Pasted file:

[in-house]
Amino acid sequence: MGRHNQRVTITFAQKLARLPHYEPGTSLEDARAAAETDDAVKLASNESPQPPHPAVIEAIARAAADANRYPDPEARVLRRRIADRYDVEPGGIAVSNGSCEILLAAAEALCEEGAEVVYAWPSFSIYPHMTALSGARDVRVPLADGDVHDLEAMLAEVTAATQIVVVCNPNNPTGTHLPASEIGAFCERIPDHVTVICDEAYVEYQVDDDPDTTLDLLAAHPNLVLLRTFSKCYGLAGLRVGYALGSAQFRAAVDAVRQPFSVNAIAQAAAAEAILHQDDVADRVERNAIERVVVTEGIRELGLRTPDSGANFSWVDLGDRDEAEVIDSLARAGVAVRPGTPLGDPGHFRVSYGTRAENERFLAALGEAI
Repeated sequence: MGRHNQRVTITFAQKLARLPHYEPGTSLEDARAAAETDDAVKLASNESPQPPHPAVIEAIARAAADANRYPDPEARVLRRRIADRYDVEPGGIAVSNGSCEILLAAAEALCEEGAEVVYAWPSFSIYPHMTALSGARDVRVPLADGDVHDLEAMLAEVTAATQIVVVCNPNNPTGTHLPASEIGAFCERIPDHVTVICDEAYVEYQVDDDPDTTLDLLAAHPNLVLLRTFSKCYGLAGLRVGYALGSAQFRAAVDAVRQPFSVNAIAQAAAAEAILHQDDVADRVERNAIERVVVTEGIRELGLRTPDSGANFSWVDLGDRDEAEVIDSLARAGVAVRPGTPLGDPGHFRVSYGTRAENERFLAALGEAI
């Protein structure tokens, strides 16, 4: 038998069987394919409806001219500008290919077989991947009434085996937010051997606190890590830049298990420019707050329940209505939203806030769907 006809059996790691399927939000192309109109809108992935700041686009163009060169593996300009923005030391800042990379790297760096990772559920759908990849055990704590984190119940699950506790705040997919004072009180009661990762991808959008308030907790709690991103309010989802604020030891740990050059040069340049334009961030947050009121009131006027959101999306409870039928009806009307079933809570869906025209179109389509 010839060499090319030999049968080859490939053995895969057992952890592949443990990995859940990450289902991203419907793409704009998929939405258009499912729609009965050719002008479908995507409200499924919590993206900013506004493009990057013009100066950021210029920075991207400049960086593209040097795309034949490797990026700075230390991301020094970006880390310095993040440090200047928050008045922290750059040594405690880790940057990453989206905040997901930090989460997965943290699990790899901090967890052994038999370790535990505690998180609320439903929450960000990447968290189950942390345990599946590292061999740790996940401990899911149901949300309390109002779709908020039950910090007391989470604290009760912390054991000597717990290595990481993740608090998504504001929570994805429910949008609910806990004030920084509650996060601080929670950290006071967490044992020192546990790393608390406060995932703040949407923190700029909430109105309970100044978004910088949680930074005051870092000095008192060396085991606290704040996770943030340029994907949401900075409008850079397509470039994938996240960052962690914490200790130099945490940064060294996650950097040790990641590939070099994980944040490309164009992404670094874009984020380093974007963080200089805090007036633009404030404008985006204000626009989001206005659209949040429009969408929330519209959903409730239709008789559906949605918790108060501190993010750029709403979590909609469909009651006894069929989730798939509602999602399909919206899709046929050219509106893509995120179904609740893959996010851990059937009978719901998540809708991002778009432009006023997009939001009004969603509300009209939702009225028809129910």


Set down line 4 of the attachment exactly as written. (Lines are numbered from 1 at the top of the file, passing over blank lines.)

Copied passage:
């Protein structure tokens, strides 16, 4: 038998069987394919409806001219500008290919077989991947009434085996937010051997606190890590830049298990420019707050329940209505939203806030769907 006809059996790691399927939000192309109109809108992935700041686009163009060169593996300009923005030391800042990379790297760096990772559920759908990849055990704590984190119940699950506790705040997919004072009180009661990762991808959008308030907790709690991103309010989802604020030891740990050059040069340049334009961030947050009121009131006027959101999306409870039928009806009307079933809570869906025209179109389509 010839060499090319030999049968080859490939053995895969057992952890592949443990990995859940990450289902991203419907793409704009998929939405258009499912729609009965050719002008479908995507409200499924919590993206900013506004493009990057013009100066950021210029920075991207400049960086593209040097795309034949490797990026700075230390991301020094970006880390310095993040440090200047928050008045922290750059040594405690880790940057990453989206905040997901930090989460997965943290699990790899901090967890052994038999370790535990505690998180609320439903929450960000990447968290189950942390345990599946590292061999740790996940401990899911149901949300309390109002779709908020039950910090007391989470604290009760912390054991000597717990290595990481993740608090998504504001929570994805429910949008609910806990004030920084509650996060601080929670950290006071967490044992020192546990790393608390406060995932703040949407923190700029909430109105309970100044978004910088949680930074005051870092000095008192060396085991606290704040996770943030340029994907949401900075409008850079397509470039994938996240960052962690914490200790130099945490940064060294996650950097040790990641590939070099994980944040490309164009992404670094874009984020380093974007963080200089805090007036633009404030404008985006204000626009989001206005659209949040429009969408929330519209959903409730239709008789559906949605918790108060501190993010750029709403979590909609469909009651006894069929989730798939509602999602399909919206899709046929050219509106893509995120179904609740893959996010851990059937009978719901998540809708991002778009432009006023997009939001009004969603509300009209939702009225028809129910």